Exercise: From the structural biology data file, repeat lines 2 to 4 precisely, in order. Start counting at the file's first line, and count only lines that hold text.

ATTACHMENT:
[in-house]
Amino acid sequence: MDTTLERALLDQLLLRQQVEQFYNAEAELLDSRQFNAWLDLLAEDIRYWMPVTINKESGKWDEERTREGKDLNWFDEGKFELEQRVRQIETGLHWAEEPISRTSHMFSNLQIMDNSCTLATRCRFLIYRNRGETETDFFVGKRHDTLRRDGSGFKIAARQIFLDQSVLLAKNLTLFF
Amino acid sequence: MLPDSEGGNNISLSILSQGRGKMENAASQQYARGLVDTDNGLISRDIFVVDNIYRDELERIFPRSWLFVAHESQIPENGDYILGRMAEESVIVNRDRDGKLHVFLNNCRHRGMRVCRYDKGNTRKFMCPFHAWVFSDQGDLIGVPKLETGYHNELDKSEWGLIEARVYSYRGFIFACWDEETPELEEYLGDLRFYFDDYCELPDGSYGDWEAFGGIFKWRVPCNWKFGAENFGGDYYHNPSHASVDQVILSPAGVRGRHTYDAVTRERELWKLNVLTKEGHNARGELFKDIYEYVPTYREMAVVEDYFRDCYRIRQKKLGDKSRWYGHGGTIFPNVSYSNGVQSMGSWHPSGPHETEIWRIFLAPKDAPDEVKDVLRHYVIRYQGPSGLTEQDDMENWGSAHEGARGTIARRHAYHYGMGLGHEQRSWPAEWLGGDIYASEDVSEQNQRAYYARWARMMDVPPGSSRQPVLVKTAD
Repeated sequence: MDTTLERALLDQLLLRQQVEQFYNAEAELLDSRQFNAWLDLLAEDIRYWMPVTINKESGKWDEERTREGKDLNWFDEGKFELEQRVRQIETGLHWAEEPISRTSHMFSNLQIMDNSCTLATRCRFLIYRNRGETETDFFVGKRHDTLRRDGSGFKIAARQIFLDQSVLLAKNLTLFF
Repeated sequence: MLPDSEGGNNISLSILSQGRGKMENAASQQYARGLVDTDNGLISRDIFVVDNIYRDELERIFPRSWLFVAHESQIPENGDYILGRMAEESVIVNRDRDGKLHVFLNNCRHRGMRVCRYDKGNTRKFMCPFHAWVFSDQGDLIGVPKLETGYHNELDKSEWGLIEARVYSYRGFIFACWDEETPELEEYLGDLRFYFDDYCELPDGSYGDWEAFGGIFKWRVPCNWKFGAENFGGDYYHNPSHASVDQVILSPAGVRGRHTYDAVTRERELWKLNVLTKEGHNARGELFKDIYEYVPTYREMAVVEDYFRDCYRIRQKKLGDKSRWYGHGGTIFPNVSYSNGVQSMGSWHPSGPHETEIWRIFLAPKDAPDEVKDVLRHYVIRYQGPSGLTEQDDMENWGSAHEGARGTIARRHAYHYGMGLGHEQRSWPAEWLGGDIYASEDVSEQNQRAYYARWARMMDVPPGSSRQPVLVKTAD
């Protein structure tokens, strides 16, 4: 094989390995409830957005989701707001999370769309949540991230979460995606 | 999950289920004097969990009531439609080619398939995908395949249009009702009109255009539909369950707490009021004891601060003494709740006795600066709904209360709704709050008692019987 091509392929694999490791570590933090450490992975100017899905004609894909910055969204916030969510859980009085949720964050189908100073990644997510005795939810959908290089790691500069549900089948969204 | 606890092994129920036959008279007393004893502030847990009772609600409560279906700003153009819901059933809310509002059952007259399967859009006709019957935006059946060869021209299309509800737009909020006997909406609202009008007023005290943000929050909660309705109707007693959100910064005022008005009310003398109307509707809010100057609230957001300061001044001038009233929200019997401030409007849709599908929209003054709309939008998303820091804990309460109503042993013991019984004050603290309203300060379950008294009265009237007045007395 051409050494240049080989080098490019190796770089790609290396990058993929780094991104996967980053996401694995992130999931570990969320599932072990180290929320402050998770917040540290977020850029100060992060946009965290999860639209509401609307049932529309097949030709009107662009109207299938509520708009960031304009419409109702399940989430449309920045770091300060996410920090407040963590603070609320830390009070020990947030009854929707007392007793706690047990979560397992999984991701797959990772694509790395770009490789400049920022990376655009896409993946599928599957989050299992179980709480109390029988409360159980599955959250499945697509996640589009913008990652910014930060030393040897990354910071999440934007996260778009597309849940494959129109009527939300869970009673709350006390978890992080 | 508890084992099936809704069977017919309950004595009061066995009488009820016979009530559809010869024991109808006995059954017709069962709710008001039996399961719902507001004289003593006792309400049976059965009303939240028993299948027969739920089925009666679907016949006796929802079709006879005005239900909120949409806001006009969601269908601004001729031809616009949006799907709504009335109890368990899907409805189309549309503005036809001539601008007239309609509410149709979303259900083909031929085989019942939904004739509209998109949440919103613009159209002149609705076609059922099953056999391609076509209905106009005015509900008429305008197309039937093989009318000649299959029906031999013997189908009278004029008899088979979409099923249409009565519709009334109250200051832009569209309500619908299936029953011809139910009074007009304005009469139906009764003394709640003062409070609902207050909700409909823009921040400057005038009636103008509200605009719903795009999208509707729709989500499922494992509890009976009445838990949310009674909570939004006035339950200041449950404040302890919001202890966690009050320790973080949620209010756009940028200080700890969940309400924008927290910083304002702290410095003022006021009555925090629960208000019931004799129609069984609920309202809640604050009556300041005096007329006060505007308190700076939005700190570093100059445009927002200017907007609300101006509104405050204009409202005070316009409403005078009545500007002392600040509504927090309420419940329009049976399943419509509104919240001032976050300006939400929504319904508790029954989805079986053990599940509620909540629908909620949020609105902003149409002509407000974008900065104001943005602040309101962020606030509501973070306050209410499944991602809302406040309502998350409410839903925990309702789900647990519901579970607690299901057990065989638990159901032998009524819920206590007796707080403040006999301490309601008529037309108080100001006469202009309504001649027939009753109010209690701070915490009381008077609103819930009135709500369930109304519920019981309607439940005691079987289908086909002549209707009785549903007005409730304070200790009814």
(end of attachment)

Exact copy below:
Amino acid sequence: MDTTLERALLDQLLLRQQVEQFYNAEAELLDSRQFNAWLDLLAEDIRYWMPVTINKESGKWDEERTREGKDLNWFDEGKFELEQRVRQIETGLHWAEEPISRTSHMFSNLQIMDNSCTLATRCRFLIYRNRGETETDFFVGKRHDTLRRDGSGFKIAARQIFLDQSVLLAKNLTLFF
Amino acid sequence: MLPDSEGGNNISLSILSQGRGKMENAASQQYARGLVDTDNGLISRDIFVVDNIYRDELERIFPRSWLFVAHESQIPENGDYILGRMAEESVIVNRDRDGKLHVFLNNCRHRGMRVCRYDKGNTRKFMCPFHAWVFSDQGDLIGVPKLETGYHNELDKSEWGLIEARVYSYRGFIFACWDEETPELEEYLGDLRFYFDDYCELPDGSYGDWEAFGGIFKWRVPCNWKFGAENFGGDYYHNPSHASVDQVILSPAGVRGRHTYDAVTRERELWKLNVLTKEGHNARGELFKDIYEYVPTYREMAVVEDYFRDCYRIRQKKLGDKSRWYGHGGTIFPNVSYSNGVQSMGSWHPSGPHETEIWRIFLAPKDAPDEVKDVLRHYVIRYQGPSGLTEQDDMENWGSAHEGARGTIARRHAYHYGMGLGHEQRSWPAEWLGGDIYASEDVSEQNQRAYYARWARMMDVPPGSSRQPVLVKTAD
Repeated sequence: MDTTLERALLDQLLLRQQVEQFYNAEAELLDSRQFNAWLDLLAEDIRYWMPVTINKESGKWDEERTREGKDLNWFDEGKFELEQRVRQIETGLHWAEEPISRTSHMFSNLQIMDNSCTLATRCRFLIYRNRGETETDFFVGKRHDTLRRDGSGFKIAARQIFLDQSVLLAKNLTLFF